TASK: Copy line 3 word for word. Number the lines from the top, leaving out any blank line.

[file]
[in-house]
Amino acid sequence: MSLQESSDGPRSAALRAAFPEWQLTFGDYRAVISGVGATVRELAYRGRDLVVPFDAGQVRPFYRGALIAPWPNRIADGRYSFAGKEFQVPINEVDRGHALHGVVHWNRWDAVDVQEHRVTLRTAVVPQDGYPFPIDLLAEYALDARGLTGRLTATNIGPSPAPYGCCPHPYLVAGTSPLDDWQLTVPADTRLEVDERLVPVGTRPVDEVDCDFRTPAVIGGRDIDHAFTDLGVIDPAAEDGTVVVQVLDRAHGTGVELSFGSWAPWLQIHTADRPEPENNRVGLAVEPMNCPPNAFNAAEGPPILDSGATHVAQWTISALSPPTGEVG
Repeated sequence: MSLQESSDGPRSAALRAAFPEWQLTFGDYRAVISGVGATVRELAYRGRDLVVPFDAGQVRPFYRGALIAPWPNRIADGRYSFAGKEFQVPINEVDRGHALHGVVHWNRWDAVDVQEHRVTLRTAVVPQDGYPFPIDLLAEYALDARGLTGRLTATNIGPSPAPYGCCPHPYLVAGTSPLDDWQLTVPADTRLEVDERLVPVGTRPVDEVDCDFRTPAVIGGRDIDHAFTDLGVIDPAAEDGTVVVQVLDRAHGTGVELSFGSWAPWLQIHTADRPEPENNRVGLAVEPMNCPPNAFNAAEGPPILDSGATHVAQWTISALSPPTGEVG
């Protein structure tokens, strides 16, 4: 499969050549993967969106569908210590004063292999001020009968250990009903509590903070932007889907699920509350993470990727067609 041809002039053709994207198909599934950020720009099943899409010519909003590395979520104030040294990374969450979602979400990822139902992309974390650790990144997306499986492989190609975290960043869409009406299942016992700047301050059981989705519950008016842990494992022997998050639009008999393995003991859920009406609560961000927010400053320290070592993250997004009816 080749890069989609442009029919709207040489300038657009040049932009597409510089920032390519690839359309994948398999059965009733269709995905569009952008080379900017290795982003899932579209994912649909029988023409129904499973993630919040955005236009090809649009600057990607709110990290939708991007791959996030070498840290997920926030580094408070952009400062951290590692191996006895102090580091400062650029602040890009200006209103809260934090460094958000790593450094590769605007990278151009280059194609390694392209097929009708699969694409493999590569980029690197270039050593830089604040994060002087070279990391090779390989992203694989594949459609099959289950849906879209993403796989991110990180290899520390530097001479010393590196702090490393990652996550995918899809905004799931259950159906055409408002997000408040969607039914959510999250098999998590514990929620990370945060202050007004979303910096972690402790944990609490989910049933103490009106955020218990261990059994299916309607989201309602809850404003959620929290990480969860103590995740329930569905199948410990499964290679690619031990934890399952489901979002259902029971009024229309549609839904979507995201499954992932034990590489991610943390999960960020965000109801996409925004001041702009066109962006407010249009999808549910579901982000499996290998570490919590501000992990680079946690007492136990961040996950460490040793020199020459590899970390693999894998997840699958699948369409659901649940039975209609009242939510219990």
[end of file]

Repeated sequence: MSLQESSDGPRSAALRAAFPEWQLTFGDYRAVISGVGATVRELAYRGRDLVVPFDAGQVRPFYRGALIAPWPNRIADGRYSFAGKEFQVPINEVDRGHALHGVVHWNRWDAVDVQEHRVTLRTAVVPQDGYPFPIDLLAEYALDARGLTGRLTATNIGPSPAPYGCCPHPYLVAGTSPLDDWQLTVPADTRLEVDERLVPVGTRPVDEVDCDFRTPAVIGGRDIDHAFTDLGVIDPAAEDGTVVVQVLDRAHGTGVELSFGSWAPWLQIHTADRPEPENNRVGLAVEPMNCPPNAFNAAEGPPILDSGATHVAQWTISALSPPTGEVG